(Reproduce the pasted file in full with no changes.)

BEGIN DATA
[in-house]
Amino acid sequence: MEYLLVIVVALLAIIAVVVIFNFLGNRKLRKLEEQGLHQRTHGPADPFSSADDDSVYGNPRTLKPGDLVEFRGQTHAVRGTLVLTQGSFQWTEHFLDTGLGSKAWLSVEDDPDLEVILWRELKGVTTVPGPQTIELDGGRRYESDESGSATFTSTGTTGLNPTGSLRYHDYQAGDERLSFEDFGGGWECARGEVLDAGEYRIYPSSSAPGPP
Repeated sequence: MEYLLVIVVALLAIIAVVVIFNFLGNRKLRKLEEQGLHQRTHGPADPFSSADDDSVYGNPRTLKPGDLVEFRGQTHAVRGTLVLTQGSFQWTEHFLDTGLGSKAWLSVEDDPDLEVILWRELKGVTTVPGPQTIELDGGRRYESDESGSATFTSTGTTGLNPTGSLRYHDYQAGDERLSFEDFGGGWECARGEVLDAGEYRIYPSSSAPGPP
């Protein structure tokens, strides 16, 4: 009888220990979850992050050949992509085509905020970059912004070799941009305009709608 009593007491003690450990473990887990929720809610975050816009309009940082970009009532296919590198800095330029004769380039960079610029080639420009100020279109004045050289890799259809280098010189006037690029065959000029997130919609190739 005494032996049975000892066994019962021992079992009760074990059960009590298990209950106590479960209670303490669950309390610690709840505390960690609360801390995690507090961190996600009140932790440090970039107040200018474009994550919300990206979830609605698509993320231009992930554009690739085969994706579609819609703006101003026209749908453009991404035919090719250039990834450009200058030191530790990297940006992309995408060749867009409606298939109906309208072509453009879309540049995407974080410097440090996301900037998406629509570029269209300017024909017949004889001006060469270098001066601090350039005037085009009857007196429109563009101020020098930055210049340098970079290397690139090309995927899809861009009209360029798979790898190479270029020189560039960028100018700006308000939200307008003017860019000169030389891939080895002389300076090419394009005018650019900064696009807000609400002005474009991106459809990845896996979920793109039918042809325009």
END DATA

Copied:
[in-house]
Amino acid sequence: MEYLLVIVVALLAIIAVVVIFNFLGNRKLRKLEEQGLHQRTHGPADPFSSADDDSVYGNPRTLKPGDLVEFRGQTHAVRGTLVLTQGSFQWTEHFLDTGLGSKAWLSVEDDPDLEVILWRELKGVTTVPGPQTIELDGGRRYESDESGSATFTSTGTTGLNPTGSLRYHDYQAGDERLSFEDFGGGWECARGEVLDAGEYRIYPSSSAPGPP
Repeated sequence: MEYLLVIVVALLAIIAVVVIFNFLGNRKLRKLEEQGLHQRTHGPADPFSSADDDSVYGNPRTLKPGDLVEFRGQTHAVRGTLVLTQGSFQWTEHFLDTGLGSKAWLSVEDDPDLEVILWRELKGVTTVPGPQTIELDGGRRYESDESGSATFTSTGTTGLNPTGSLRYHDYQAGDERLSFEDFGGGWECARGEVLDAGEYRIYPSSSAPGPP
């Protein structure tokens, strides 16, 4: 009888220990979850992050050949992509085509905020970059912004070799941009305009709608 009593007491003690450990473990887990929720809610975050816009309009940082970009009532296919590198800095330029004769380039960079610029080639420009100020279109004045050289890799259809280098010189006037690029065959000029997130919609190739 005494032996049975000892066994019962021992079992009760074990059960009590298990209950106590479960209670303490669950309390610690709840505390960690609360801390995690507090961190996600009140932790440090970039107040200018474009994550919300990206979830609605698509993320231009992930554009690739085969994706579609819609703006101003026209749908453009991404035919090719250039990834450009200058030191530790990297940006992309995408060749867009409606298939109906309208072509453009879309540049995407974080410097440090996301900037998406629509570029269209300017024909017949004889001006060469270098001066601090350039005037085009009857007196429109563009101020020098930055210049340098970079290397690139090309995927899809861009009209360029798979790898190479270029020189560039960028100018700006308000939200307008003017860019000169030389891939080895002389300076090419394009005018650019900064696009807000609400002005474009991106459809990845896996979920793109039918042809325009």